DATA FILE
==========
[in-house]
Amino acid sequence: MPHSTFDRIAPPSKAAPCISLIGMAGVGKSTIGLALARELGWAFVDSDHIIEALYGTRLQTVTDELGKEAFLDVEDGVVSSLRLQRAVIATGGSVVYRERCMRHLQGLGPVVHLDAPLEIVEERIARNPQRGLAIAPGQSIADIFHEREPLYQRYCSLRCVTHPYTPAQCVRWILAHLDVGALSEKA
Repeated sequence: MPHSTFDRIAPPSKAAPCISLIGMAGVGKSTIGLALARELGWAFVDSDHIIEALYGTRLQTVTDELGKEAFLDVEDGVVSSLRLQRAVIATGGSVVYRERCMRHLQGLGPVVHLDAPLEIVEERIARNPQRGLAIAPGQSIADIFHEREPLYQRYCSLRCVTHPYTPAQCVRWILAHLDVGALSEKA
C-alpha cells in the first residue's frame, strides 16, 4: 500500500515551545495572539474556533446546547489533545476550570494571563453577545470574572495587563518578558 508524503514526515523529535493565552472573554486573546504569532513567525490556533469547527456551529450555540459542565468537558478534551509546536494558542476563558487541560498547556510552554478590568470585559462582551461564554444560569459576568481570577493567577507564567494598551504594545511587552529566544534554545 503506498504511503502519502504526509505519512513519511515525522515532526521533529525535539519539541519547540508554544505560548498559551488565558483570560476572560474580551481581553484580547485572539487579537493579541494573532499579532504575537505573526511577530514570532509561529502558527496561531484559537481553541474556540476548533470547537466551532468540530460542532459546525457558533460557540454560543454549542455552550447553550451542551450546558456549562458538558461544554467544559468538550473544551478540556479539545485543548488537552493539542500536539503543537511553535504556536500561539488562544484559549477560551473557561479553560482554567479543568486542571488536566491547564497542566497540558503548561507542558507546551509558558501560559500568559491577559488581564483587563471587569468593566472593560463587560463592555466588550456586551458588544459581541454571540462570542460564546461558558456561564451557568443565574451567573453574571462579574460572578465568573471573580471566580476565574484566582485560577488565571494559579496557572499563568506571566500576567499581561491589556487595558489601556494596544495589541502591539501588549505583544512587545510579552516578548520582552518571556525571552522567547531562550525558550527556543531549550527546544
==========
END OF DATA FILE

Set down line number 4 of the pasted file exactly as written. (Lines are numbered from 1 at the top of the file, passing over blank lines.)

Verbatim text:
C-alpha cells in the first residue's frame, strides 16, 4: 500500500515551545495572539474556533446546547489533545476550570494571563453577545470574572495587563518578558 508524503514526515523529535493565552472573554486573546504569532513567525490556533469547527456551529450555540459542565468537558478534551509546536494558542476563558487541560498547556510552554478590568470585559462582551461564554444560569459576568481570577493567577507564567494598551504594545511587552529566544534554545 503506498504511503502519502504526509505519512513519511515525522515532526521533529525535539519539541519547540508554544505560548498559551488565558483570560476572560474580551481581553484580547485572539487579537493579541494573532499579532504575537505573526511577530514570532509561529502558527496561531484559537481553541474556540476548533470547537466551532468540530460542532459546525457558533460557540454560543454549542455552550447553550451542551450546558456549562458538558461544554467544559468538550473544551478540556479539545485543548488537552493539542500536539503543537511553535504556536500561539488562544484559549477560551473557561479553560482554567479543568486542571488536566491547564497542566497540558503548561507542558507546551509558558501560559500568559491577559488581564483587563471587569468593566472593560463587560463592555466588550456586551458588544459581541454571540462570542460564546461558558456561564451557568443565574451567573453574571462579574460572578465568573471573580471566580476565574484566582485560577488565571494559579496557572499563568506571566500576567499581561491589556487595558489601556494596544495589541502591539501588549505583544512587545510579552516578548520582552518571556525571552522567547531562550525558550527556543531549550527546544